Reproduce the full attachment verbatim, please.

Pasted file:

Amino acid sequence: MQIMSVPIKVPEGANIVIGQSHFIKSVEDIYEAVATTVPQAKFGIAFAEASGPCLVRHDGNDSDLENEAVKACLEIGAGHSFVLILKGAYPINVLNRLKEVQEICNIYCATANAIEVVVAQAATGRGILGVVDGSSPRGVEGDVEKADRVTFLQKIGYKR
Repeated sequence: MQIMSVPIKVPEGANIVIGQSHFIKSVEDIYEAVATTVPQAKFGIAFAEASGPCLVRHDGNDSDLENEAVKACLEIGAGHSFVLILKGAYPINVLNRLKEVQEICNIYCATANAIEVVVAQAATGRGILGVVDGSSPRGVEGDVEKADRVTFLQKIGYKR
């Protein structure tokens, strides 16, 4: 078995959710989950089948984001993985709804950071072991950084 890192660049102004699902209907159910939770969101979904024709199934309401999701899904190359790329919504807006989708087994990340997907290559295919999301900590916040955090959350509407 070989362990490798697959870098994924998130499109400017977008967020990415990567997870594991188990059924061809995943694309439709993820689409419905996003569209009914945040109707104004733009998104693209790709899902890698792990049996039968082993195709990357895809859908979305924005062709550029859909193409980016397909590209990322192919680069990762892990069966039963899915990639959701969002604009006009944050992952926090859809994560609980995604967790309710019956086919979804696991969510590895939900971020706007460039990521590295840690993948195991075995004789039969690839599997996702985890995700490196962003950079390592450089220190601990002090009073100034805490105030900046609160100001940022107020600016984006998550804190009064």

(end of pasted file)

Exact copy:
Amino acid sequence: MQIMSVPIKVPEGANIVIGQSHFIKSVEDIYEAVATTVPQAKFGIAFAEASGPCLVRHDGNDSDLENEAVKACLEIGAGHSFVLILKGAYPINVLNRLKEVQEICNIYCATANAIEVVVAQAATGRGILGVVDGSSPRGVEGDVEKADRVTFLQKIGYKR
Repeated sequence: MQIMSVPIKVPEGANIVIGQSHFIKSVEDIYEAVATTVPQAKFGIAFAEASGPCLVRHDGNDSDLENEAVKACLEIGAGHSFVLILKGAYPINVLNRLKEVQEICNIYCATANAIEVVVAQAATGRGILGVVDGSSPRGVEGDVEKADRVTFLQKIGYKR
């Protein structure tokens, strides 16, 4: 078995959710989950089948984001993985709804950071072991950084 890192660049102004699902209907159910939770969101979904024709199934309401999701899904190359790329919504807006989708087994990340997907290559295919999301900590916040955090959350509407 070989362990490798697959870098994924998130499109400017977008967020990415990567997870594991188990059924061809995943694309439709993820689409419905996003569209009914945040109707104004733009998104693209790709899902890698792990049996039968082993195709990357895809859908979305924005062709550029859909193409980016397909590209990322192919680069990762892990069966039963899915990639959701969002604009006009944050992952926090859809994560609980995604967790309710019956086919979804696991969510590895939900971020706007460039990521590295840690993948195991075995004789039969690839599997996702985890995700490196962003950079390592450089220190601990002090009073100034805490105030900046609160100001940022107020600016984006998550804190009064």